If the employer drops the concept of “retirement” altogether, then an employer wishing to dismiss an older worker will probably, unless there is a clear conduct issue, rely on capability as the potentially fair reason.
Dismissing older workers – capability?
As well as identifying a fair reason, an employer must be able to show that it has undergone a fair procedure in effecting a dismissal. An employer must therefore be able to show that there is a real capability issue and that the decision to start a performance management process is not tainted in any way by age discrimination. Employers should assume that all workers, regardless of age, will make a valuable contribution to the business and should deal with any performance or health issues consistently. In practice this means being able to demonstrate that a younger employee with the same performance issues has been or would be treated in exactly the same way. If an employer can show that it had genuine concerns about capability/performance, and it was fair and reasonable to take action for capability in the circumstances, it must then show that it followed a fair performance management process with the employee, including clear warnings as to the employee’s deficient performance and improvement required, before dismissing. Treating an older employee any more leniently or more harshly during any performance management process may in itself be discriminatory towards younger or older workers.
The risks of avoiding performance/capability issues
Employers should not avoid dealing with performance or capability issues in order to preserve older workers’ “dignity”. For example, in the case of Newey v Sainsbury’s Supermarkets (which was decided under the then Age Regulations) the employer suggested early retirement to an older under-performing employee as an alternative to undergoing a capability procedure, and this constituted age discrimination.
If an employer doesn’t adequately deal with a capability/performance issue for an older worker, this could also result in an employee’s disability being overlooked, meaning that the possibility of the employer’s duty to make reasonable adjustments could also be overlooked.
Talking about the future
The abolition of a statutory retirement age and a duty to consider an employee’s request to work beyond retirement means that there is no longer an obvious or appropriate time at which to discuss whether an older worker may wish to retire, and even broaching the subject on the assumption that the employee may wish to retire in the near future may well be discriminatory in itself.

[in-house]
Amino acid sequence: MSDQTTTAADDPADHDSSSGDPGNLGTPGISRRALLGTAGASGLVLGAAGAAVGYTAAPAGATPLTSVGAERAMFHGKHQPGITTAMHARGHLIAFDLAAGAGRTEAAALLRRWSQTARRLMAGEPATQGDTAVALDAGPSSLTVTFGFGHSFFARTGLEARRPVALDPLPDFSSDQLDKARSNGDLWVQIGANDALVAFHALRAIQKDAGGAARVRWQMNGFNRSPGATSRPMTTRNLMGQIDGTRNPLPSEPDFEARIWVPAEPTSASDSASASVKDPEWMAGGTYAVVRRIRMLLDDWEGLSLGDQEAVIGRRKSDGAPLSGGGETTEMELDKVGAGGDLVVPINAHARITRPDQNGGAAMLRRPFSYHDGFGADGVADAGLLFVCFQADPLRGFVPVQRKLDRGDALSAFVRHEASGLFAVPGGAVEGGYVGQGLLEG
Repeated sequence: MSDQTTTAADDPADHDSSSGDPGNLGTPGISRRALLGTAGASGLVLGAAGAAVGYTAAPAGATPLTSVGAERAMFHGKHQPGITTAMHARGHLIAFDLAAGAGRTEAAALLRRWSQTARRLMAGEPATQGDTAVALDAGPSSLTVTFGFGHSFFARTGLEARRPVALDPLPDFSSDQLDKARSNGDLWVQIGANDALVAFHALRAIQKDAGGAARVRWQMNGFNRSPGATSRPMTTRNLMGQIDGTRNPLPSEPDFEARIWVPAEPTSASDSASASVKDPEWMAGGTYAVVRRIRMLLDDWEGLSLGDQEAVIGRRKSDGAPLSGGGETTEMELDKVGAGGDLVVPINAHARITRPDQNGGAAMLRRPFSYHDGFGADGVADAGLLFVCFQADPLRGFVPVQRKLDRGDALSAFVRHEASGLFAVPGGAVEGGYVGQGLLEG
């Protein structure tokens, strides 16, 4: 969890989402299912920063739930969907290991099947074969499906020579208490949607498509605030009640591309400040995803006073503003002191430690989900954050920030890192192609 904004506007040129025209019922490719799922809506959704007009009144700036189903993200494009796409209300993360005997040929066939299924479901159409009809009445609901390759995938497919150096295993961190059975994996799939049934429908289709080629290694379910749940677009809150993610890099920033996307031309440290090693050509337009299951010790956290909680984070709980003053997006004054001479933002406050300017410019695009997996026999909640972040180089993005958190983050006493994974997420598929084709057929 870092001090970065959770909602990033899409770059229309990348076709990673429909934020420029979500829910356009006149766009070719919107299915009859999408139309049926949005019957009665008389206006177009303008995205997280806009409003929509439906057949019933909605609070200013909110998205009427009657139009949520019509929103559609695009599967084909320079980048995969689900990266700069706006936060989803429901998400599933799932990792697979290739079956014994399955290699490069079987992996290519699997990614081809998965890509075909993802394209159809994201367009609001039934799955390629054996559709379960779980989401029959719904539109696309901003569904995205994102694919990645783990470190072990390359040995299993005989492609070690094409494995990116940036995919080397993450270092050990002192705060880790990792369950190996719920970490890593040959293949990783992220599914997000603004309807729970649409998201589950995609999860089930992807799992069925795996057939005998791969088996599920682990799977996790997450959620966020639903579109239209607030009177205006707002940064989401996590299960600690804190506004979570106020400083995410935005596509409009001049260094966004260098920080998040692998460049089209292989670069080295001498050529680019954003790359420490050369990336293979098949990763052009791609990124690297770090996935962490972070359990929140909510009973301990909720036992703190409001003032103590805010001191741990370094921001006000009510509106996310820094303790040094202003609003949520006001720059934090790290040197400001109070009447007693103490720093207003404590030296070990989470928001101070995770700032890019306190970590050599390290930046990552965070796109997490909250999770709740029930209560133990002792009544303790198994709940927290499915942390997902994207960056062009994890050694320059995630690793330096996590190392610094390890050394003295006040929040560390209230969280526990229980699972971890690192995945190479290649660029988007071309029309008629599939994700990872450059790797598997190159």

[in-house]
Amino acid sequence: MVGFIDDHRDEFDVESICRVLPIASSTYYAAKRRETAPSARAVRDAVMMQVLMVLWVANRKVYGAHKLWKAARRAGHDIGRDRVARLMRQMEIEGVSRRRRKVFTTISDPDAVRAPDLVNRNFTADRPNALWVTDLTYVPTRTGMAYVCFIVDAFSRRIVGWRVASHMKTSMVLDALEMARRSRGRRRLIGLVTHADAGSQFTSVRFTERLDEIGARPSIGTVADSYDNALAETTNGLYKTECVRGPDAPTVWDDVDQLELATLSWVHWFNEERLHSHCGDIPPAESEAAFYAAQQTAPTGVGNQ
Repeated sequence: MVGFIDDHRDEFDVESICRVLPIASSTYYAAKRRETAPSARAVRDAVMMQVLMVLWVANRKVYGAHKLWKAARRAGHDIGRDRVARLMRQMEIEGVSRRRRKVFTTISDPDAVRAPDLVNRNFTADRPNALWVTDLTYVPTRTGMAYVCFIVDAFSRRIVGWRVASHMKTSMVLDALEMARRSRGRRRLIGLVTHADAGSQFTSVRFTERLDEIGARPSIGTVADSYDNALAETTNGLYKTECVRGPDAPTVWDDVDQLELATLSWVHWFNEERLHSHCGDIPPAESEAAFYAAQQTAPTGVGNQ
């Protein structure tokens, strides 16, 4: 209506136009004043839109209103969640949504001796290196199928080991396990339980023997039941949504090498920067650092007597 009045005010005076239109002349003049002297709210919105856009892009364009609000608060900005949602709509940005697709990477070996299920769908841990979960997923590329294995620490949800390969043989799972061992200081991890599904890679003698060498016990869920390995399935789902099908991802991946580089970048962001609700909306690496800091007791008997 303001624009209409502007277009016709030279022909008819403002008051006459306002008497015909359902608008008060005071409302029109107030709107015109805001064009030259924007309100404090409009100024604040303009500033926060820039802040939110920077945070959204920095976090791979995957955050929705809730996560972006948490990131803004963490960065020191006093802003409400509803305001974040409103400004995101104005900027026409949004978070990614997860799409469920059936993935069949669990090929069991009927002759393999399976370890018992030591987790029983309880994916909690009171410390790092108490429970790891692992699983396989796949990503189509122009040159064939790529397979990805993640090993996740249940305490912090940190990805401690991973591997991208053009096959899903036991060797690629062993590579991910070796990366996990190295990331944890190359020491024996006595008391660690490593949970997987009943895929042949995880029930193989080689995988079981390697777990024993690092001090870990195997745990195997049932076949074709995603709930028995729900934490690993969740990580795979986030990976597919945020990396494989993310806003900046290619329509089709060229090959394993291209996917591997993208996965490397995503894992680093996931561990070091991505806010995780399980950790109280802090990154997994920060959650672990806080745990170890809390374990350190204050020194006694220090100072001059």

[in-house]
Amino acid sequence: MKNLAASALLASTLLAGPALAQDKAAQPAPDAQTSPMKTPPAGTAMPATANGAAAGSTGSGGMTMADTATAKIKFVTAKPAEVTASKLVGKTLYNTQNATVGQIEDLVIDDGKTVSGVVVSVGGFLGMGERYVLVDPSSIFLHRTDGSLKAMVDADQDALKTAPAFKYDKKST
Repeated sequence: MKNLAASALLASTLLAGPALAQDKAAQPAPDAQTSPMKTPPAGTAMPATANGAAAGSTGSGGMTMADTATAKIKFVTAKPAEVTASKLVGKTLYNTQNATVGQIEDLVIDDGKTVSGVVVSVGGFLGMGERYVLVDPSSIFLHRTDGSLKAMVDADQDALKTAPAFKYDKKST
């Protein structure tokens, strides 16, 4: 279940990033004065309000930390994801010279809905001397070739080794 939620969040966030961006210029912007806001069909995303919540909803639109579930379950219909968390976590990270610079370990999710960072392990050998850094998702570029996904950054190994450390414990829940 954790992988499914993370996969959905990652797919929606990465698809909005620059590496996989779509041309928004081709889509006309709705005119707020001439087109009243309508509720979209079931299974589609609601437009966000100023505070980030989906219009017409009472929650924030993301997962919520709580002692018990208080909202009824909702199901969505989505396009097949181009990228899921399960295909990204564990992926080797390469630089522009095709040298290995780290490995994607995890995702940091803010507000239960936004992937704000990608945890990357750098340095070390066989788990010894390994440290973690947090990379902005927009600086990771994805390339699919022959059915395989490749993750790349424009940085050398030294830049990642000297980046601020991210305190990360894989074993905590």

Acas has produced guidance for employers on Working without the default retirement age (http://www.acas.org.uk/CHttpHandler.ashx?id=2976) which advises employers to build discussions about future plans into an appraisal system and ensuring those discussions happen annually, asking open questions about an employee’s future plans for the short, medium and longer term. Employers should also ensure that any discussions which might normally take place about an employee’s future career aspirations are not ignored for older workers.
The guidance also recommends:
- Workplace discussions should be built into the appraisal system for all employees and should be conducted at least annually. This will also help the employer to identify any training or development needs or any requirement for reasonable adjustments to be made.
- Establish reasons for poor performance. Avoid falling into the stereotype that poor performance is more likely to be associated with older workers.
- Avoid asking questions which could be seen as discriminatory, such as indicating that the employee is preventing younger workers form progressing. Ask all employees open questions about their future plans for the short, medium and long term.
- Address poor performance consistently for employees of all ages.
- Older employees can still voluntarily retire at a time of their choice and draw any occupational pension they are entitled to, in accordance with the scheme rules.
Senior Associate, Charles Russell LLP